ADA COUNTY, Idaho — The Treasure Valley was treated to a beautiful Fourth of July display at Ann Morrison Park Sunday night, but it was far from the only fireworks display going on late on the holiday. The difference between the professional display and others is a matter of legal-versus-illegal fireworks.
Every year, non-sanctioned firework displays generate plenty of work for firefighters and police. So, using Ada County as a sample, what do the official statistics say about the 2021 Fourth of July weekend?
The Boise Fire Department told KTVB that, like every year, they had plenty to respond to all weekend long, including of course fires caused by fireworks.
Between July 3 and 9:00 a.m. Monday morning, Boise F.D. said they responded to 24 fires,15 of which were confirmed to be caused by fireworks. The rest had other causes or are still under investigation. The department said the majority of calls they fielded saw a quick response with little or no property damage or injuries.
In a news release on Wednesday, July 7, Boise F.D. said fireworks were involved in the two fires under investigation, but both fires have been ruled as accidents.
One of those fires was reported shortly before 6 p.m. Sunday on Pierce Park Lane just north of State Street. The other was reported at 9:21 p.m. Sunday at a single-wide mobile home on North Linda Vista, southeast of Ustick Road and Mitchell Street. Firefighters controlled that fire within minutes, but they were back at 10 a.m. on Monday morning, after neighbors reported seeing smoke coming from the roof. Firefighters who went inside found smoldering debris in the kitchen and on the roof near the doorway. Firefighters soaked the debris with water. The people who live at both homes are receiving assistance from the Boise Burnout Fund.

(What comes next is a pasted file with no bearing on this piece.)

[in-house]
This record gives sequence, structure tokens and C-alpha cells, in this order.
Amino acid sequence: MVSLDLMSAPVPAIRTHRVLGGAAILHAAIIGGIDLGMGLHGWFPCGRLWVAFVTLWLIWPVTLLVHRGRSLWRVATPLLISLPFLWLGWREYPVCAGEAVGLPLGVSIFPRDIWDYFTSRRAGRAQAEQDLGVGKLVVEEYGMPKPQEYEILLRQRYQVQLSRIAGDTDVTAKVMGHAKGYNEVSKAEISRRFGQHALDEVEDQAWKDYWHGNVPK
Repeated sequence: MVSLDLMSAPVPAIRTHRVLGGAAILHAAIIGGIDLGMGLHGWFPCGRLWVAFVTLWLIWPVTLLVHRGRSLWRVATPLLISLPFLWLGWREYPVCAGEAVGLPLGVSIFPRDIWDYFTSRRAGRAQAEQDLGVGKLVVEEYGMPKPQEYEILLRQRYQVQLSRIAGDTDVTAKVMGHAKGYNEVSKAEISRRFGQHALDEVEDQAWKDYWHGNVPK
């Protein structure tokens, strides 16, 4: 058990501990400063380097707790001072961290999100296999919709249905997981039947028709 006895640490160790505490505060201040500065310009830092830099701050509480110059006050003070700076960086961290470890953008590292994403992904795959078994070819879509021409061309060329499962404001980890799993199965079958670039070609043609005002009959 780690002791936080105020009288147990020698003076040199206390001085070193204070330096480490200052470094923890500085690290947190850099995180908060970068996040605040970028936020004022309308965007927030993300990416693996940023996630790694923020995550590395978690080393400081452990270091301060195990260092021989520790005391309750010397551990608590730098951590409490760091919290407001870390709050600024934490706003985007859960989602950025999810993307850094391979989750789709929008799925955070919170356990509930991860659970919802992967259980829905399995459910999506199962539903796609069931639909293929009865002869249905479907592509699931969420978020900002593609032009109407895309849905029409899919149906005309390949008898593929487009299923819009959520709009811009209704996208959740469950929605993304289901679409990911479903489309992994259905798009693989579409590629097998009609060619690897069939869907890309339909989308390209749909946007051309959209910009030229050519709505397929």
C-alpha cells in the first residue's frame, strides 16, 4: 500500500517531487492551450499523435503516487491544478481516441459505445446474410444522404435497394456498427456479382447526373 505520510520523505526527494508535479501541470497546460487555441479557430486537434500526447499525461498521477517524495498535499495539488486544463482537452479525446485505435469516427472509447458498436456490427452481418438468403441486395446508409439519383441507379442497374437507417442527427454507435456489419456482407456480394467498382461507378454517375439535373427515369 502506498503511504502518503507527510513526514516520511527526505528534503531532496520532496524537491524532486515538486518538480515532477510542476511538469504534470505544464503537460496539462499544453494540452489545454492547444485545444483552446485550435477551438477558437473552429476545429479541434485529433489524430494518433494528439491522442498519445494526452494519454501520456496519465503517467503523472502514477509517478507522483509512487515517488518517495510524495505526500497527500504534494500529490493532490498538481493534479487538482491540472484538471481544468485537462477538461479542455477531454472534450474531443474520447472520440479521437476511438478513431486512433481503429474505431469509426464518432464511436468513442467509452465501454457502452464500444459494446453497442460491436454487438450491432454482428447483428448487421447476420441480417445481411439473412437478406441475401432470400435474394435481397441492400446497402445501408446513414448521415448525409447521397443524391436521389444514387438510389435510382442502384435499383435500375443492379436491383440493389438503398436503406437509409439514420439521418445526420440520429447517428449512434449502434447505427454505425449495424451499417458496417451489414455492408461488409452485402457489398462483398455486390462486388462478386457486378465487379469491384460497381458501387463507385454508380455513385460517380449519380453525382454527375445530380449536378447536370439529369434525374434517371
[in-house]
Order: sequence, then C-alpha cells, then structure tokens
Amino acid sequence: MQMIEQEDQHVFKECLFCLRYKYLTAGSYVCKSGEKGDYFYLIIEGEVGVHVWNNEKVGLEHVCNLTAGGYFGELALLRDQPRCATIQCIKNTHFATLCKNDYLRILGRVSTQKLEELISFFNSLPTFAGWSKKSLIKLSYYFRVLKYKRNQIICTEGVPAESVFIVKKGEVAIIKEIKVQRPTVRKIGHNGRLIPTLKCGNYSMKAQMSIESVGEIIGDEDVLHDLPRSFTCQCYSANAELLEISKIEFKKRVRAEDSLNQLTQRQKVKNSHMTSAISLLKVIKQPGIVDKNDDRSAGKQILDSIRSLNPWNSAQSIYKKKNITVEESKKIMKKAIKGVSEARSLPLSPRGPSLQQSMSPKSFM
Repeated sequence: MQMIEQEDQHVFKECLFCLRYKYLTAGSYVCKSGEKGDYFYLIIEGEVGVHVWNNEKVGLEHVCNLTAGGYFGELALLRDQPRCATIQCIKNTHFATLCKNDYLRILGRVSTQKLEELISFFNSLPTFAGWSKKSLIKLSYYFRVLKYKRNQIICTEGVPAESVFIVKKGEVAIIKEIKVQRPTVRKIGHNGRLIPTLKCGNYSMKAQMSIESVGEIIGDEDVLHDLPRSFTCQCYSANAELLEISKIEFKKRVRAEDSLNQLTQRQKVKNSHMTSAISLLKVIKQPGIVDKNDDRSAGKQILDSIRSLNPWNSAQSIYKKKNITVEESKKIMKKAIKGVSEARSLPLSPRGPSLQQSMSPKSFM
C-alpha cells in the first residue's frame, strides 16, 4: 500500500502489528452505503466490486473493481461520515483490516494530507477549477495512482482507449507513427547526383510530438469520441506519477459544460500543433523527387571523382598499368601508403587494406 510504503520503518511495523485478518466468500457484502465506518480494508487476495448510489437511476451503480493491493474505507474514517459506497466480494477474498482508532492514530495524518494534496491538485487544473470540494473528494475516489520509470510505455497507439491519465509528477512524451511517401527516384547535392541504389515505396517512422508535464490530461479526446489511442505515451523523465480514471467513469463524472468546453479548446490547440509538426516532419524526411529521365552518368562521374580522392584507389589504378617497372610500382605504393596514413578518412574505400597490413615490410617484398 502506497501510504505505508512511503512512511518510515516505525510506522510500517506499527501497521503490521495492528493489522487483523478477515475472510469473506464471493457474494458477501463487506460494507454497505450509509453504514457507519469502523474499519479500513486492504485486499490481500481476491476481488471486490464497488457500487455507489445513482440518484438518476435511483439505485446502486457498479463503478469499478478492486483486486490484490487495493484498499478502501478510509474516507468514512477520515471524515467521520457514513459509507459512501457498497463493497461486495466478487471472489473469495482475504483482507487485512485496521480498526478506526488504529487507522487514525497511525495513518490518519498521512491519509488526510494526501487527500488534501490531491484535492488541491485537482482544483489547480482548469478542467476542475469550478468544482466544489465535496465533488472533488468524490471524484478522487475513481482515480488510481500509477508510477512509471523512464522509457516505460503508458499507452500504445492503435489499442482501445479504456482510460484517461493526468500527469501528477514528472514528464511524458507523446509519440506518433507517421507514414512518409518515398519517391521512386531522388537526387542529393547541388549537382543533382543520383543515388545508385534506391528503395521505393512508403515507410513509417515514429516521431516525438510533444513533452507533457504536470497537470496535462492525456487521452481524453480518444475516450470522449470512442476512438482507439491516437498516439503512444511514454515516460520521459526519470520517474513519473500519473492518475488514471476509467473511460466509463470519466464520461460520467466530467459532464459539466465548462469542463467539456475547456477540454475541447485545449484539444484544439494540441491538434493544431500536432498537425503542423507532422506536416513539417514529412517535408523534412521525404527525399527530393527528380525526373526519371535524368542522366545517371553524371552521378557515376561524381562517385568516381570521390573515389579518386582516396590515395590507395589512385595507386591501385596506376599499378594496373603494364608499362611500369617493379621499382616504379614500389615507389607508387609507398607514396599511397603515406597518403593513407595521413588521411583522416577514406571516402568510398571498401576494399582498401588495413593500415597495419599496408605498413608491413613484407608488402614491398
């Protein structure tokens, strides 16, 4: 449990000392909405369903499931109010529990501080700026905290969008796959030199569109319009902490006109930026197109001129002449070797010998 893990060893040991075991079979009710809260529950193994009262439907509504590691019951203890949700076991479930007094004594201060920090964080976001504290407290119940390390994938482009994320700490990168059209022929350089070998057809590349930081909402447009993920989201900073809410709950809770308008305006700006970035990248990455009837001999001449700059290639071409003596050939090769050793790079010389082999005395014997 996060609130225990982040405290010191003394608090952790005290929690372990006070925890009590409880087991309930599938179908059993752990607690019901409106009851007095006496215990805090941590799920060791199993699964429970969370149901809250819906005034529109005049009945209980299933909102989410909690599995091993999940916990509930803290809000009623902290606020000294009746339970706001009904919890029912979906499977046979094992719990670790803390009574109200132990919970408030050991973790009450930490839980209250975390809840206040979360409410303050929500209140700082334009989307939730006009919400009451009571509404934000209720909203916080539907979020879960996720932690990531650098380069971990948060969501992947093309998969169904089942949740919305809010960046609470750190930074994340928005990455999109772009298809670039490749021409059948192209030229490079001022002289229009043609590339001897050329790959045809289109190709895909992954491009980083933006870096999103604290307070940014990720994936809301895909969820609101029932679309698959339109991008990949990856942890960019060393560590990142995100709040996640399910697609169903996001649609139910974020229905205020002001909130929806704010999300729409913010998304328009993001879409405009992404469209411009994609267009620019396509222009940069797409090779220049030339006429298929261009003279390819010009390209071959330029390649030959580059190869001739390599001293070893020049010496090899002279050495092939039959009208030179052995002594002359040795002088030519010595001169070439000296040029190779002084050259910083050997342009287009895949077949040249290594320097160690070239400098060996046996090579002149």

Pictures of the Boise evening skyline Sunday highlighted just some of the illegal aerial fireworks seen on the Fourth of July. Boise Fire said so far there have been no citations issued in relation to illegal fireworks. Important to note though, that could soon change as more reports are submitted and completed.
Ada County dispatch also had one of their busiest nights of the year fielding calls about fireworks, fires, and other Fourth of July incidents.
Dispatch reports from the early hours of July 3 to 10:00 a.m. Monday, they had 2,833 incoming calls and 1,062 outgoing calls, for a total of 3,895 calls in about two days.
For perspective, Ada County took about 1,000 more calls than they would during a normal weekend. 1,018 of the incoming calls this past weekend came in the evening on the Fourth of July into the early hours of July 5. During that time, dispatch received seven reported structure fires along with 32 grass fires.
Overall, Ada County dispatch had 297 fireworks calls entered for service from July 3 through 5.
No secret for pet owners, the holiday fireworks certainly upset dogs and cats across the area. Like every year, the fireworks lead some pets to panic and runaway from home.
The Idaho Humane Society told KTVB that they actually had a pretty quiet Fourth of July. Only seven dogs came in as stray on July 4. IHS said it is important to point out that the week before and after the Fourth historically has higher than normal volumes of runaway pets due to people shooting off fireworks outside of Independence Day.
Pet owners will need to keep an extra eye on the pets for another week, especially if their pet is a runner.
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